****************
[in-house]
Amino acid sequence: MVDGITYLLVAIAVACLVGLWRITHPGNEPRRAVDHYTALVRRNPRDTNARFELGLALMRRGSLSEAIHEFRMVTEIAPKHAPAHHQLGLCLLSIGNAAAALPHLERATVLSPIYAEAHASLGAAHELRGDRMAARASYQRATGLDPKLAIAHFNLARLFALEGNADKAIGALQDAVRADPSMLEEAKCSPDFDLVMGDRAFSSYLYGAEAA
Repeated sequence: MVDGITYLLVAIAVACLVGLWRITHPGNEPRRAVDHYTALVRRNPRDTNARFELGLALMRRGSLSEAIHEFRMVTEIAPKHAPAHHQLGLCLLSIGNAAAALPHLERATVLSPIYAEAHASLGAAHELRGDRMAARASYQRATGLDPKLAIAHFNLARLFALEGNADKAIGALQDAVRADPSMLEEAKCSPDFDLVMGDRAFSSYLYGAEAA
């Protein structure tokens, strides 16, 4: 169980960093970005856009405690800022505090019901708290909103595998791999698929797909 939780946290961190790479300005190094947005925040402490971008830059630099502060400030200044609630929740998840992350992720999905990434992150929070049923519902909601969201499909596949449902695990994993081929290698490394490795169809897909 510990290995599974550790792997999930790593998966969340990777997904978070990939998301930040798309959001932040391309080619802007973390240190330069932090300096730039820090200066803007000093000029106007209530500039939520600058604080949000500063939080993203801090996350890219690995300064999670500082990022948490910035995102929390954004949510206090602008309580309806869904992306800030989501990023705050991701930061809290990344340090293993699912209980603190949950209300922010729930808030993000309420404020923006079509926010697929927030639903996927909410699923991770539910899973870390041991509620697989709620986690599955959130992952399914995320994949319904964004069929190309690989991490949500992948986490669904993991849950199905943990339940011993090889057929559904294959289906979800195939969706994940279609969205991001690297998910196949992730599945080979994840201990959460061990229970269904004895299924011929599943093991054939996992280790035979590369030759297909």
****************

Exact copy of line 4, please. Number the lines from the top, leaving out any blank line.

């Protein structure tokens, strides 16, 4: 169980960093970005856009405690800022505090019901708290909103595998791999698929797909 939780946290961190790479300005190094947005925040402490971008830059630099502060400030200044609630929740998840992350992720999905990434992150929070049923519902909601969201499909596949449902695990994993081929290698490394490795169809897909 510990290995599974550790792997999930790593998966969340990777997904978070990939998301930040798309959001932040391309080619802007973390240190330069932090300096730039820090200066803007000093000029106007209530500039939520600058604080949000500063939080993203801090996350890219690995300064999670500082990022948490910035995102929390954004949510206090602008309580309806869904992306800030989501990023705050991701930061809290990344340090293993699912209980603190949950209300922010729930808030993000309420404020923006079509926010697929927030639903996927909410699923991770539910899973870390041991509620697989709620986690599955959130992952399914995320994949319904964004069929190309690989991490949500992948986490669904993991849950199905943990339940011993090889057929559904294959289906979800195939969706994940279609969205991001690297998910196949992730599945080979994840201990959460061990229970269904004895299924011929599943093991054939996992280790035979590369030759297909």